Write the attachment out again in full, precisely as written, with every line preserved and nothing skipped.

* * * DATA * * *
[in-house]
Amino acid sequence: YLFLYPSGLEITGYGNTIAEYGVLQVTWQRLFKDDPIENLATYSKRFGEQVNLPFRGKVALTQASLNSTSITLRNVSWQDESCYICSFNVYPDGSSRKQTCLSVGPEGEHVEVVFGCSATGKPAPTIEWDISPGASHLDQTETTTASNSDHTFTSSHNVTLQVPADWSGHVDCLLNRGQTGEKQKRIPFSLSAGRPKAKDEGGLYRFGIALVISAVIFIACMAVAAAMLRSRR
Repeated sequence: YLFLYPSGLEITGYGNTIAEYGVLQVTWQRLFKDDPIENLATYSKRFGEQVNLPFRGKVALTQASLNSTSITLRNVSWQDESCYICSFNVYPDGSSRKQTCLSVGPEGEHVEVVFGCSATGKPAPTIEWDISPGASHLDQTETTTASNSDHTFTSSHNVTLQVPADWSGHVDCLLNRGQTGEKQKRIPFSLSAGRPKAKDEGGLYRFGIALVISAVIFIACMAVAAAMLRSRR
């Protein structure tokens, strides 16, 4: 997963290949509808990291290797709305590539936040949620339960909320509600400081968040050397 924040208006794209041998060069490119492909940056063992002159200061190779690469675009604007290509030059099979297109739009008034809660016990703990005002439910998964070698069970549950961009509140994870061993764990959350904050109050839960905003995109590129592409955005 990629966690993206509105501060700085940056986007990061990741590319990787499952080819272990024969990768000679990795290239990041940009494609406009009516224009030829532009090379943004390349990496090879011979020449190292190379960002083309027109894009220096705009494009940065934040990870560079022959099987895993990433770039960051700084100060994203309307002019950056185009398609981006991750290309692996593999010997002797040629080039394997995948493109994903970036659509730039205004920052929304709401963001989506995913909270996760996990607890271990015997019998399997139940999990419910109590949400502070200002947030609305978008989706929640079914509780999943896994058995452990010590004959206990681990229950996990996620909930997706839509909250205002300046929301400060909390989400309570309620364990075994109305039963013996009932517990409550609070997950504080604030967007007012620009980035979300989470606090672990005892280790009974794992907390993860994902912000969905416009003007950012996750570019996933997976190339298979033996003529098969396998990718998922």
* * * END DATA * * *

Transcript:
[in-house]
Amino acid sequence: YLFLYPSGLEITGYGNTIAEYGVLQVTWQRLFKDDPIENLATYSKRFGEQVNLPFRGKVALTQASLNSTSITLRNVSWQDESCYICSFNVYPDGSSRKQTCLSVGPEGEHVEVVFGCSATGKPAPTIEWDISPGASHLDQTETTTASNSDHTFTSSHNVTLQVPADWSGHVDCLLNRGQTGEKQKRIPFSLSAGRPKAKDEGGLYRFGIALVISAVIFIACMAVAAAMLRSRR
Repeated sequence: YLFLYPSGLEITGYGNTIAEYGVLQVTWQRLFKDDPIENLATYSKRFGEQVNLPFRGKVALTQASLNSTSITLRNVSWQDESCYICSFNVYPDGSSRKQTCLSVGPEGEHVEVVFGCSATGKPAPTIEWDISPGASHLDQTETTTASNSDHTFTSSHNVTLQVPADWSGHVDCLLNRGQTGEKQKRIPFSLSAGRPKAKDEGGLYRFGIALVISAVIFIACMAVAAAMLRSRR
């Protein structure tokens, strides 16, 4: 997963290949509808990291290797709305590539936040949620339960909320509600400081968040050397 924040208006794209041998060069490119492909940056063992002159200061190779690469675009604007290509030059099979297109739009008034809660016990703990005002439910998964070698069970549950961009509140994870061993764990959350904050109050839960905003995109590129592409955005 990629966690993206509105501060700085940056986007990061990741590319990787499952080819272990024969990768000679990795290239990041940009494609406009009516224009030829532009090379943004390349990496090879011979020449190292190379960002083309027109894009220096705009494009940065934040990870560079022959099987895993990433770039960051700084100060994203309307002019950056185009398609981006991750290309692996593999010997002797040629080039394997995948493109994903970036659509730039205004920052929304709401963001989506995913909270996760996990607890271990015997019998399997139940999990419910109590949400502070200002947030609305978008989706929640079914509780999943896994058995452990010590004959206990681990229950996990996620909930997706839509909250205002300046929301400060909390989400309570309620364990075994109305039963013996009932517990409550609070997950504080604030967007007012620009980035979300989470606090672990005892280790009974794992907390993860994902912000969905416009003007950012996750570019996933997976190339298979033996003529098969396998990718998922």